REX Homes woes grow, workers hit with another round of layoffs
REX Homes grabbed national attention in March when the residential real estate brokerage filed a lawsuit alleging an antitrust conspiracy between listings giant Zillow and the powerful National Association of Realtors.
But a judge’s ruling forcefully concluded there’s little merit to REX’s allegations, and denied the brokerage’s motion to stop how Zillow is currently listing properties.
Now, things are going from bad to worse for the startup.
REX Homes initiated a second round of layoffs in the past two months has now shut down operations in Chicago and all of New York as part of a company restructuring, and intends on testing out joining local MLSs.
Layoffs are a common part of startup life, and REX Co-Founder, President, and COO, Lynley Sides assured remaining employees in a company-wide call that they are “done with downsizing efforts,” which they say they did their best to do “respectfully,” and the new goal is to move forward, focusing on the customer experience, on profitable markets, and on “winning” now that the company has “the right plan.”
The first round of layoffs was in late August and eliminated roughly 60 positions (a number that has not yet been verified by REX). No severance was paid, but the company offered resume coaching and allowed impacted staff to retain all company technology as a “creative” move, Sides said on the call.
The company has earned several rounds of private equity funding and is not publicly traded. They had not closed their Series D round of funding in August but did shortly thereafter.
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JPM CEO slams bitcoin; More Americans are quitting these jobs
Well, looks like JP Morgan won’t join the tiny trend of lenders looking to write mortgages in bitcoin.
And you can say what you want about JPMorgan Chase CEO Jamie Dimon, but he's consistent about his disdain for bitcoin.
Dimon once again attacked the top cryptocurrency, calling it “worthless” during a virtual summit Monday.
“I personally think bitcoin is worthless, but I don't want to be a spokesperson,” he said during a virtual appearance at the Institute of International Finance Meeting before adding, “I don't care, it makes no difference to me. I don't think people should smoke cigarettes.”
But Dimon added that his own take on bitcoin has not stopped the bank from allowing its customers to buy and sell the cryptocurrency…even though JPMorgan Chase itself will not hold it.
Job openings declined sharply in August while hiring also fell and the level of workers quitting their jobs hit the highest level since at least late-2000, the Labor Department reported Tuesday.
Bear in mind that “quits” are seen as a level of confidence from workers who feel they are secure in finding employment elsewhere. Workers are leaving the FOOD and RETAIL industries in droves, the numbers say.
Employment vacancies fell to 10.44 million during the month, a drop of 659,000 from July’s upwardly revised 11.1 million, according to the department’s Job Openings and Labor Turnover Survey. Federal Reserve officials watch the JOLTS report closely for signs of slack in the labor market.
The total fell well short of market expectations for 10.96 million openings, according to FactSet.
The job posting rate as a percentage of the workforce fell to 6.6% in August from 7% in July. That level was just 4.4% a year ago as the economy was still struggling to escape the Covid downturn.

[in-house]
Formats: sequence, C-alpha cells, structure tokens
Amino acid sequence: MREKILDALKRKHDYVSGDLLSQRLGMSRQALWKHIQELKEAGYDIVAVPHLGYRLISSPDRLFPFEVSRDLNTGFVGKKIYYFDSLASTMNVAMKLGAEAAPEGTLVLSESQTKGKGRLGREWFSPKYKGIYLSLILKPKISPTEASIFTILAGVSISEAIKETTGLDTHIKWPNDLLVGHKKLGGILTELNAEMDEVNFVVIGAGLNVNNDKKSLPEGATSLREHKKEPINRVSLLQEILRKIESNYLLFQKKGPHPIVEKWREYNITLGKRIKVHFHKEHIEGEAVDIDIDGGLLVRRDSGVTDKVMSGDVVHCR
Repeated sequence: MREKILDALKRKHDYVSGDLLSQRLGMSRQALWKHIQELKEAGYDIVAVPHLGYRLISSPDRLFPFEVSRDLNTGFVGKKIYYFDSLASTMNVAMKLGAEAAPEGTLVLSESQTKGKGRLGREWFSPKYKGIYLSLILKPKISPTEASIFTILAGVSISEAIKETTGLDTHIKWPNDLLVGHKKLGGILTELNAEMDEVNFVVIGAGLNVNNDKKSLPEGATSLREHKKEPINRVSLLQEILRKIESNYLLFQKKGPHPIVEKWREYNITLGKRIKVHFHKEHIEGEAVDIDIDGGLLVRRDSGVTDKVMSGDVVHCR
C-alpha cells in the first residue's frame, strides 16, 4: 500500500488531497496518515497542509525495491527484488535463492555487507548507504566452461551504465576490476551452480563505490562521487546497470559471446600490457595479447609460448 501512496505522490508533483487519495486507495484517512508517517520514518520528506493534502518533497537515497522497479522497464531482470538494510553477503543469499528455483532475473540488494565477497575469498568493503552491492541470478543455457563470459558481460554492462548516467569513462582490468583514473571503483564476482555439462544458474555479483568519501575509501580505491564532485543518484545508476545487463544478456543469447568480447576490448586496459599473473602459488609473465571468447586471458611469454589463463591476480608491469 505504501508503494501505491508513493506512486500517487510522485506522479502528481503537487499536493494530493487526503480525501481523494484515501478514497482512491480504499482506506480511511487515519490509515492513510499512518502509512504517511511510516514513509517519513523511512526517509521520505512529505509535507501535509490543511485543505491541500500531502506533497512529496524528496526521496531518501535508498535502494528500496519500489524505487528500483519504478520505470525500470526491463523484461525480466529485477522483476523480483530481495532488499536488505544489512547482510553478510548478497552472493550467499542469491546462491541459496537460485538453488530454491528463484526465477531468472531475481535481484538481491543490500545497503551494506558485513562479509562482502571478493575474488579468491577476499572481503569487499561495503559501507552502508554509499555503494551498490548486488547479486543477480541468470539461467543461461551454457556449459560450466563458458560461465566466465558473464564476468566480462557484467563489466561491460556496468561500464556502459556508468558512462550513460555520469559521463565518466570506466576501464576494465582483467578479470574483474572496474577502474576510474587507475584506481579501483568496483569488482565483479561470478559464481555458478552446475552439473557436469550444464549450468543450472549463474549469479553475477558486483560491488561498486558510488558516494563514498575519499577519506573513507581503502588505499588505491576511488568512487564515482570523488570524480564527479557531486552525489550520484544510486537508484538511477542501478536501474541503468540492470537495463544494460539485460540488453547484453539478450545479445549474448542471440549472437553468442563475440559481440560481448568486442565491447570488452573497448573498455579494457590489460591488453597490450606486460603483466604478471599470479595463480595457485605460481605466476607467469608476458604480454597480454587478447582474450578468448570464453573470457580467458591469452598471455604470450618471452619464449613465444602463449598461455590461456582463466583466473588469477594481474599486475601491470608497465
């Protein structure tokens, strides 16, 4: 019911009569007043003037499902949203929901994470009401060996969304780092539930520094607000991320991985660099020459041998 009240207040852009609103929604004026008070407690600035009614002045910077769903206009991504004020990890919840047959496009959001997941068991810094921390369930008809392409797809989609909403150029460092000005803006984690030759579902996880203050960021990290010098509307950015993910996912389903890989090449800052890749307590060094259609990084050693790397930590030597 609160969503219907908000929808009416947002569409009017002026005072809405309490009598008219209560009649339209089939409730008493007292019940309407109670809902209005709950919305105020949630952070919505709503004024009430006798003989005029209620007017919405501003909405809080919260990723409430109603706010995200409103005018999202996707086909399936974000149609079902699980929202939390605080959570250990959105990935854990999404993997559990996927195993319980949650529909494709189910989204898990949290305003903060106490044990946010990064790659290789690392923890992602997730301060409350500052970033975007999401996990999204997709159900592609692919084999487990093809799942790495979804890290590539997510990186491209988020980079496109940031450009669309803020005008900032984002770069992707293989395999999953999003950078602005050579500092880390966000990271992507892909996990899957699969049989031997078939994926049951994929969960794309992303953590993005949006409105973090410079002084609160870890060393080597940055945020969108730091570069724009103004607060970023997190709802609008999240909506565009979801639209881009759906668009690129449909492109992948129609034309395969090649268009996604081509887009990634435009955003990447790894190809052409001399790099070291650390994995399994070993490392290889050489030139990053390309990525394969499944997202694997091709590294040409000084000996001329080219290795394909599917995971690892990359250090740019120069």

However, quits hit a new series high going back to December 2000, as 4.3 million workers left their jobs. The rate rose to 2.9%, an increase of 242,000 from a month ago.
A total of 892,000 workers in the food service and accommodation industries left their jobs, while 721,000 retail workers left along with 534,000 in health care and social assistance.
Hires declined by 439,000 for a month in which nonfarm payrolls increased by 366,000. The hires rate fell to 4.3% from 4.6%, due largely to a plunge in leisure and hospitality. The sector, which took the hardest pandemic hit, saw hiring decline by 233,000, sending the rate down to 7.9% from 9.5% in July.
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CFPB’s new sheriff means lenders of all sizes should begin to review their fair lending procedures
Rohit Chopra was recently confirmed by the U.S. Senate as the third full-time director of the Consumer Financial Protection Bureau (CFPB) late last month.
Why should we care?
In terms of the broader reaction to the confirmation of incoming Director Chopra, the experience that the former Federal Trade Commissioner has in government and at the Bureau itself could prove beneficial in the internal operations of the CFPB and the entities that regularly interact with it. This is according to Joseph Lynyak III, partner at international law firm Dorsey & Whitney and an expert on regulatory reform and the CFPB.
“Director Chopra brings to the table a wealth of government administrative experience and direct knowledge of the CFPB itself,” Lynyak tells Reverse Mortgage Daily.
“He was present when the CFPB was being organized, and actively participated in senior-level policy development, including enforcement strategy.”
Natural questions which arise from Chopra’s confirmation tend to revolve around whether or not the Bureau will return to an aggressive enforcement strategy and whether or not the Bureau will focus litigation on larger banks and mortgage lenders or more minor non-bank participants like payday lenders and debt collectors, according to Lynyak.
“In any event, it appears clear that fair lending compliance will once again be a priority, and lenders of all sizes should begin to review their fair lending statistical data and compliance procedures,” he adds.
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